I started knitting socks last February. I've never been able to do any kind of a fancy stitch pattern in the sock itself. The only thing I've managed is a basket weave type pattern. However I've finally managed to knit a feather and fan pattern into the leg and instep of a sock! Ta Da! These are the Waterloose socks (link on the right side) I'm making for my DILs birthday. I'm soooo proud! It feels as good as finishing my first pair of socks!
I read on someone's blog yesterday when she frogged a project, she skeined, washed, and reballed the yarn after every frogging. Wow! If I felt I had to do that, I'd quit knitting, I think. Not only do I not wash it, I often just knit it as it unravels! This is a the cuff I knit for the above
mentioned sock that was way too small. I was gonna save it for another pair of socks (I really hate doing cuffs) but decided instead to use it for the heel flap on the Waterloose Socks. So I just grabbed the end of the yarn and started knitting it right off the cuff. Saved lots of time and all that.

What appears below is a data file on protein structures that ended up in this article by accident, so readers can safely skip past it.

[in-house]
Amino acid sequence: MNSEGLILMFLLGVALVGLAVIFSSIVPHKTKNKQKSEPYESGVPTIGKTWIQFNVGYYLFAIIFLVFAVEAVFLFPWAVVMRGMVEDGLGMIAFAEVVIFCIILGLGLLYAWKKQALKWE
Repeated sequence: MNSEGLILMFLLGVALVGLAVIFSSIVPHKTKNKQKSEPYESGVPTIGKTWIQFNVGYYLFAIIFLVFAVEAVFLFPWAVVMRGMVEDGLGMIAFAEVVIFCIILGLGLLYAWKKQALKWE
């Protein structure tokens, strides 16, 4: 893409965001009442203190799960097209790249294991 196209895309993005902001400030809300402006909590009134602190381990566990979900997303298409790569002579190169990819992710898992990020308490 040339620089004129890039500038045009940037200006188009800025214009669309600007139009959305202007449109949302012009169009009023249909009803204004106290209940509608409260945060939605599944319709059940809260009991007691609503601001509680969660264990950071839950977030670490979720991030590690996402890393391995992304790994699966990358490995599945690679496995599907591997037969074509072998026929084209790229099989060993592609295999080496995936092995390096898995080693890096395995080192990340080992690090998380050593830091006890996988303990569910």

Today's my last weekday of vacation. Eldest Granddaughter goes back to school Monday which means I have to be up, fed, and ready to take her to school by 8:00 am. Seeing I have been sitting here till 9 or so every morning, I'll have to cut back on some of it. I've started really reading blogs recently and commenting on them. I may just have to go back to looking at the pictures.....
I read on Ann's blog yesterday, and then on Amy's that there is a challenge to Heet the Feet for the Cheyenne River Reservation in Eagle Butte, SD. So I cast on two socks using the Magic 28 pattern. It's a catch all pattern that will fit "somebody" no matter what size yarn or needles you use. So, if you're in the mood to do some charity knitting, this is a good cause.
The Cheyenne River Rez is the rez my mother is registered on. She's the last of our family to have enough blood to be registered. She has 140 acres of land that she leases out to a native farmer to use. Once she dies, though, her land will revert back to the tribe and our ties to it will be severed. She's 91 years old, still driving and bowling and travelling. We have genes for long life on my mother's side. All the women I know about lived into their 80s and 90s....guess I'll be knitting socks for a long time, too!